Resisent Free Trained Horses, HELP ME?! - Page 7 - The Horse Forum
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post #61 of 65 Old 07-15-2009, 09:13 PM
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Originally Posted by RiosDad View Post
I just fix the problem and clamping down immediately fixes the problem. I am not going to ask if he is sore if he cow kicks me. I am not going to ask if he has a problem standing still in cross ties?? He is jsut going to do it and he will be alot happier doing it my way.
Again clamping down if anything brings an animal closer.
I agree that it *can* sometimes 'fix' the problem, but depending on the horse, the problem, your relationship with them & how you do the 'clamping', it can & does often make matters 100 times worse. It is generally only a short term 'fix', to punish a horse for a behaviour, especially if you don't care about addressing the causes & being considerate of the animal. It can also lead to the horse not doing that particular behaviour again, but you've only treated the symptom, so the 'disease' will manifest in other ways, possibly more problematic in the future. Curious that you believe you're making the animal happier by punishing it. As for bringing them closer, I suspect that has everything to do with everything else you do with the animal - it doesn't come about because of the punishment.
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post #62 of 65 Old 07-15-2009, 09:54 PM
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again agree to disagree about what works. I am a person who would much rather not to a slap to my horse if at all costs but at the same time I realize horses do react naturally to some type of dominance. I don't think that chronic behavioral issues can be fixed with dominance......but I do think a properly timed snap at a horse can teach them a lesson
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post #63 of 65 Old 07-16-2009, 12:04 AM
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Originally Posted by RiosDad View Post
The elbow works great. I am breaking new horses, basically wild horses and they like to bite and kick.
That's interesting. I'm here in Oz & have started quite a few untouched horses - as in brumbies or station horses that have been rounded up & yarded - the only human experiences they've known. I've found them to be generally much easier & less likely to show any defensive aggression than many horses that have 'known' people prior to 'training'. But I don't use confrontational methods either.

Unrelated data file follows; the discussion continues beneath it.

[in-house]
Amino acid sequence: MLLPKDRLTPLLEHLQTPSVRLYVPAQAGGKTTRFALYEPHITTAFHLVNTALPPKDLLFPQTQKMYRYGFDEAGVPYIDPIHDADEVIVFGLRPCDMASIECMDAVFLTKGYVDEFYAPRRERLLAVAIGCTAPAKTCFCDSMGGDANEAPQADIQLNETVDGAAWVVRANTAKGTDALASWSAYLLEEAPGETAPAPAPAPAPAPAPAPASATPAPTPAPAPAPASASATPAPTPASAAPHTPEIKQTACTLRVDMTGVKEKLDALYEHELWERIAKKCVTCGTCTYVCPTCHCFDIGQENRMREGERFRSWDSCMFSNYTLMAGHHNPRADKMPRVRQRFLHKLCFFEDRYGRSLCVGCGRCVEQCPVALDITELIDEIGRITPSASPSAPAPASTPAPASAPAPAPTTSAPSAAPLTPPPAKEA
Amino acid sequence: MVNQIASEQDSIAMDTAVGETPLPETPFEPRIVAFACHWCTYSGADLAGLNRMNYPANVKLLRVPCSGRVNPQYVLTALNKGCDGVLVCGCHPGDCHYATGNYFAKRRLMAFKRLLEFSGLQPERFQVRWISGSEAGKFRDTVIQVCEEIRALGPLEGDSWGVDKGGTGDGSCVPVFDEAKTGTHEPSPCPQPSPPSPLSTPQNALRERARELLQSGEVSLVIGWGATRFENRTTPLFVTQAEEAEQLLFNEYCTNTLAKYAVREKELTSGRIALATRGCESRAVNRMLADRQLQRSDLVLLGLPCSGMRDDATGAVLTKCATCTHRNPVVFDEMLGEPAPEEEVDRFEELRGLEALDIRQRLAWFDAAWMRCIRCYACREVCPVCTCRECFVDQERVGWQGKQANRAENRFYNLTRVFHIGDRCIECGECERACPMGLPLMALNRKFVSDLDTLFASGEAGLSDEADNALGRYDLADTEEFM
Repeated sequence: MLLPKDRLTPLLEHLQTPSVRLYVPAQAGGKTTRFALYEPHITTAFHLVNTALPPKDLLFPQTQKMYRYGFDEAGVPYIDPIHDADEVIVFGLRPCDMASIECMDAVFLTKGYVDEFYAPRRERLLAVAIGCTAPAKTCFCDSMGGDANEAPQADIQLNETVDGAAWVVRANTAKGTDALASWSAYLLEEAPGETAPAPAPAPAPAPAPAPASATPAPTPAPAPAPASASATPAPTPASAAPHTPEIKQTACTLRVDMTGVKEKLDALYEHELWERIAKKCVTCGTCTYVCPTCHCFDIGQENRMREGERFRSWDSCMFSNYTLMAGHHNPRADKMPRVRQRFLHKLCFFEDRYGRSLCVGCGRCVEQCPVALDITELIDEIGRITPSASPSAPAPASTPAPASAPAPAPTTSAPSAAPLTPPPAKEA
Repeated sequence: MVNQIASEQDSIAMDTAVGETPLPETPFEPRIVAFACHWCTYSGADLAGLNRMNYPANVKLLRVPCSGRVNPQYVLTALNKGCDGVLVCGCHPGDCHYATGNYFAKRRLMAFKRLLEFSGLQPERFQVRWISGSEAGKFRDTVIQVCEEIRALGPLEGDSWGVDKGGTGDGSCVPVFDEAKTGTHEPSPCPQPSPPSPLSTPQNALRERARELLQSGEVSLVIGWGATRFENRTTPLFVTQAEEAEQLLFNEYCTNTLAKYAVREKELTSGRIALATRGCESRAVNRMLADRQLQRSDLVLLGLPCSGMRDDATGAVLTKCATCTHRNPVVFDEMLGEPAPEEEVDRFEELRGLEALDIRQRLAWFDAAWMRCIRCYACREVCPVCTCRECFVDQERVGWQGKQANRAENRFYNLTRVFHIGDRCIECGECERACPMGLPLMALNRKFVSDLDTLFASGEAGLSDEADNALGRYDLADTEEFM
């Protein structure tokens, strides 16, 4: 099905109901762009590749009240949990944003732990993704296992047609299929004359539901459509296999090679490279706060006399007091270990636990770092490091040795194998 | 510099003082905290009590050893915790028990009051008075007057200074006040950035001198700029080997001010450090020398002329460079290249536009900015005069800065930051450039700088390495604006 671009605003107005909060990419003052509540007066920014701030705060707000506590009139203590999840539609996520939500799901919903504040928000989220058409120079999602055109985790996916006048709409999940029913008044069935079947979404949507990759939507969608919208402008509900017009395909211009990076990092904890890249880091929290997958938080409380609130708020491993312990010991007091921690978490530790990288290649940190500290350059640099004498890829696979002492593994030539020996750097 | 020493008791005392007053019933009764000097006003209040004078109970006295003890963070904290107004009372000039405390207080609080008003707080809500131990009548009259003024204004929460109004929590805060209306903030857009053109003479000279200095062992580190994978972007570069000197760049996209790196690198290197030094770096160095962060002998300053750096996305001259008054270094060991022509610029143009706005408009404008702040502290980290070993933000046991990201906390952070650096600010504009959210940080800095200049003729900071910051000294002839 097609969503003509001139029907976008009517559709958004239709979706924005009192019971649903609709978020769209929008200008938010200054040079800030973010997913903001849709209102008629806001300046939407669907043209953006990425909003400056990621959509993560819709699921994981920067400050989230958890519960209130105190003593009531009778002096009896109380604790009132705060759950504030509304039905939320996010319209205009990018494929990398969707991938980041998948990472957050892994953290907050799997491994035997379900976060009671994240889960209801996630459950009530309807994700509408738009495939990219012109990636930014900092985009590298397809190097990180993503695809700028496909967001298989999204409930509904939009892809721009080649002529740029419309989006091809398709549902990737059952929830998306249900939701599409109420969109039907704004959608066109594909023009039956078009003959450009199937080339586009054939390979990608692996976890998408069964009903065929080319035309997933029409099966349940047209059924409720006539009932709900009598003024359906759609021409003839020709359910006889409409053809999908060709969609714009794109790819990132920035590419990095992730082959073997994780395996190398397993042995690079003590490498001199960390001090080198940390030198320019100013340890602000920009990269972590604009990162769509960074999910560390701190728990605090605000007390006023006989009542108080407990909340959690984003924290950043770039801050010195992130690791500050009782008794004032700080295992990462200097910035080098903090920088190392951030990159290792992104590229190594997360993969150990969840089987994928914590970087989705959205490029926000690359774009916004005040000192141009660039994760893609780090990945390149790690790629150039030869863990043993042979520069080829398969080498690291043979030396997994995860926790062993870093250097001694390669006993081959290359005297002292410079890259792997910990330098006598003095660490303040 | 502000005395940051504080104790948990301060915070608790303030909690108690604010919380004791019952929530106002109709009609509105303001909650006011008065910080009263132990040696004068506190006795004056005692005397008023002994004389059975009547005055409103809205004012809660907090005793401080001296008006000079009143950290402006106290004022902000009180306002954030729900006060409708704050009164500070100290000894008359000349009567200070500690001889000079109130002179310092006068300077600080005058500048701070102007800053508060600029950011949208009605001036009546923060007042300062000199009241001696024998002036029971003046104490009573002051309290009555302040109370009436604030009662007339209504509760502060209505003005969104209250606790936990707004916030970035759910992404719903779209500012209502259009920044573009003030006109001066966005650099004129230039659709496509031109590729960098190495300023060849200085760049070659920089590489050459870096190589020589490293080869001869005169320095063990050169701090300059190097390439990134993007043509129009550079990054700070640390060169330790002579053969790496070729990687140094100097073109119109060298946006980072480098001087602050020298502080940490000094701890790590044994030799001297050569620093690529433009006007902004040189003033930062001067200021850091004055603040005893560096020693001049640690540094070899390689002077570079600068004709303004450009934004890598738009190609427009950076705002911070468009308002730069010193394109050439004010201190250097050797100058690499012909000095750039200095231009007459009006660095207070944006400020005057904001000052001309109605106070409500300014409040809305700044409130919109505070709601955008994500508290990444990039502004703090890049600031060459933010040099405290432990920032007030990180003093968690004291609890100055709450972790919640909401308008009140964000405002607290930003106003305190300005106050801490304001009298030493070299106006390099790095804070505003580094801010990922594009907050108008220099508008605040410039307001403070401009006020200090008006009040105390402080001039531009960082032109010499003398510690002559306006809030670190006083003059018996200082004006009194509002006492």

I'm also a hoof care practitioner & I agree that you shouldn't have to be taking the time to train a horse when you're just being paid to trim. However, while punishment may be a 'quick fix', it's rarely a long term one. That's why I ask new clients whether their horse is well behaved & advise people that if they wish, I'm happy to spend some time with a horse who is not, but I won't just come & force the horse into something for the sake of getting the job done - after all, I hope my clients will use me more than once & I want the horse to be happy to see me next time.
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post #64 of 65 Old 07-16-2009, 12:45 AM
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Originally Posted by goldilockz View Post
28 horses and not one will have a butthead day and try to lash out once?

RiosDad: Yeah, I'm kind of a dummy sometimes
I would say that would have to depend on the behaviour of the handler at the time. Eg. Someone told of a horse that didn't like a vet palpitating his inner thigh. Well I too would lash out if some strange man came & assumed he could do that to me, at least without asking permission first! And I'm sorry, but you might be able to force or frighten me into it the first time, but I'd do all I could to avoid it happening again.... & I'm human, supposedly able to think rationally about these things.
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post #65 of 65 Old 07-16-2009, 01:01 AM
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Originally Posted by lovemyponies View Post
again agree to disagree about what works. I am a person who would much rather not to a slap to my horse if at all costs but at the same time I realize horses do react naturally to some type of dominance. I don't think that chronic behavioral issues can be fixed with dominance......but I do think a properly timed snap at a horse can teach them a lesson
Hi, after reading the above, not knowing who it's directed at, I thought I'd explain my views about punishment... I have a background in behavioural psychology/training. I personally think that punishment (positive and negative) are valuable 'tools' to have in your bag of tricks. BUT punishment, especially the positive variety generally comes with many undesirable 'side effects', some of which I've described.

I definitely think it has it's place(especially in dangerous, emergency type situations), but a rather small, generally inefficient one compared to other methods of behaviour modification, and I think it's vital to understand the principles behind it, and behind the behaviours our animals exhibit, so that we can make the best judgements about when/where/why to use punishment & when it's best avoided.
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